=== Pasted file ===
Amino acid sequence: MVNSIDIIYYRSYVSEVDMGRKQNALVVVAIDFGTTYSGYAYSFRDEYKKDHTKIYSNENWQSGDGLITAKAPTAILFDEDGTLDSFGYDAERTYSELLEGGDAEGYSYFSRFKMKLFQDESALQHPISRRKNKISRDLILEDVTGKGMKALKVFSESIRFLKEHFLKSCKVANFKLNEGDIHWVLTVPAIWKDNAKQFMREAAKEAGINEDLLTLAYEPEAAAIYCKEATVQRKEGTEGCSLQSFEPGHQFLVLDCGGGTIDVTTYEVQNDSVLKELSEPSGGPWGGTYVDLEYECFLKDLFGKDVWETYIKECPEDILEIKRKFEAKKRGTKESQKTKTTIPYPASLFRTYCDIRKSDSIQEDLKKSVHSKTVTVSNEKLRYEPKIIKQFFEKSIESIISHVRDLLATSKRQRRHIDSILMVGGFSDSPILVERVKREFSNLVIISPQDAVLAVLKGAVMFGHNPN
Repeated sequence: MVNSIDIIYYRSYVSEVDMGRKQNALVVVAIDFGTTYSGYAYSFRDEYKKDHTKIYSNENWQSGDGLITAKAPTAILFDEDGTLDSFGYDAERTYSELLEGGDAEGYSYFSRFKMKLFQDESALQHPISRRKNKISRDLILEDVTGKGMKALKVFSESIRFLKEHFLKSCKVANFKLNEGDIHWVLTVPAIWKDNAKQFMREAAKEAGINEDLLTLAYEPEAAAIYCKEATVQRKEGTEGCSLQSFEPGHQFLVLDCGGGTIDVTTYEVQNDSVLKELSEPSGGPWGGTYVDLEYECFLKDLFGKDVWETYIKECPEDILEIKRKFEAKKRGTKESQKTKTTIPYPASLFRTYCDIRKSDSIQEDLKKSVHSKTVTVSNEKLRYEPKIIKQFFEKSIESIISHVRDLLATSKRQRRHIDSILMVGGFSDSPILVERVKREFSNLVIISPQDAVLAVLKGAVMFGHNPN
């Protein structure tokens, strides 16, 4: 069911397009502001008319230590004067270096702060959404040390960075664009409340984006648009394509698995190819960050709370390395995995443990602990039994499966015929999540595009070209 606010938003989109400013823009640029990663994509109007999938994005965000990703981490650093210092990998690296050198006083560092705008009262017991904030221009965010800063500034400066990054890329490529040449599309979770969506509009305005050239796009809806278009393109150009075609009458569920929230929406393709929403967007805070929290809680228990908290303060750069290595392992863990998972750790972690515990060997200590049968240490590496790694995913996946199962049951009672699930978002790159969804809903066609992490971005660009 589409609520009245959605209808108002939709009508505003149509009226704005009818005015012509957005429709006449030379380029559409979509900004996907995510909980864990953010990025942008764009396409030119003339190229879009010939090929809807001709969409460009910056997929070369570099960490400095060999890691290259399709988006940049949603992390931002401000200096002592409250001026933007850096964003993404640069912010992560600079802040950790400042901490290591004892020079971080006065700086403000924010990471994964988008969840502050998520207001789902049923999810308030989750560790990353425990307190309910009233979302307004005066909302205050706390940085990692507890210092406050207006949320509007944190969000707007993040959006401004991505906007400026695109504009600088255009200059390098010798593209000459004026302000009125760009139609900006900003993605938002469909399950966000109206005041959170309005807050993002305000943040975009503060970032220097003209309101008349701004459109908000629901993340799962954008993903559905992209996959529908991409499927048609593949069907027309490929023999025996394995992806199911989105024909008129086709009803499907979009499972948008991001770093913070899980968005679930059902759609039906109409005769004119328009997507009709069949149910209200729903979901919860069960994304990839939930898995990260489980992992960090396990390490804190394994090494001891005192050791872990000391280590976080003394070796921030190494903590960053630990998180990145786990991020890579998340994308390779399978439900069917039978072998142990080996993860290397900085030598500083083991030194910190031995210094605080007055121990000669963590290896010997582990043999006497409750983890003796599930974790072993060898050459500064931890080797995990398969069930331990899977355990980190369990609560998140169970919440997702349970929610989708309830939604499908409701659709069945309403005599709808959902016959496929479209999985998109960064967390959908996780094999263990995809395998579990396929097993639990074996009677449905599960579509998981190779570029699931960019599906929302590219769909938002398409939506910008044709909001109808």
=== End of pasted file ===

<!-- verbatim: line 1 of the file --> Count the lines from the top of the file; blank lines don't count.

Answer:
Amino acid sequence: MVNSIDIIYYRSYVSEVDMGRKQNALVVVAIDFGTTYSGYAYSFRDEYKKDHTKIYSNENWQSGDGLITAKAPTAILFDEDGTLDSFGYDAERTYSELLEGGDAEGYSYFSRFKMKLFQDESALQHPISRRKNKISRDLILEDVTGKGMKALKVFSESIRFLKEHFLKSCKVANFKLNEGDIHWVLTVPAIWKDNAKQFMREAAKEAGINEDLLTLAYEPEAAAIYCKEATVQRKEGTEGCSLQSFEPGHQFLVLDCGGGTIDVTTYEVQNDSVLKELSEPSGGPWGGTYVDLEYECFLKDLFGKDVWETYIKECPEDILEIKRKFEAKKRGTKESQKTKTTIPYPASLFRTYCDIRKSDSIQEDLKKSVHSKTVTVSNEKLRYEPKIIKQFFEKSIESIISHVRDLLATSKRQRRHIDSILMVGGFSDSPILVERVKREFSNLVIISPQDAVLAVLKGAVMFGHNPN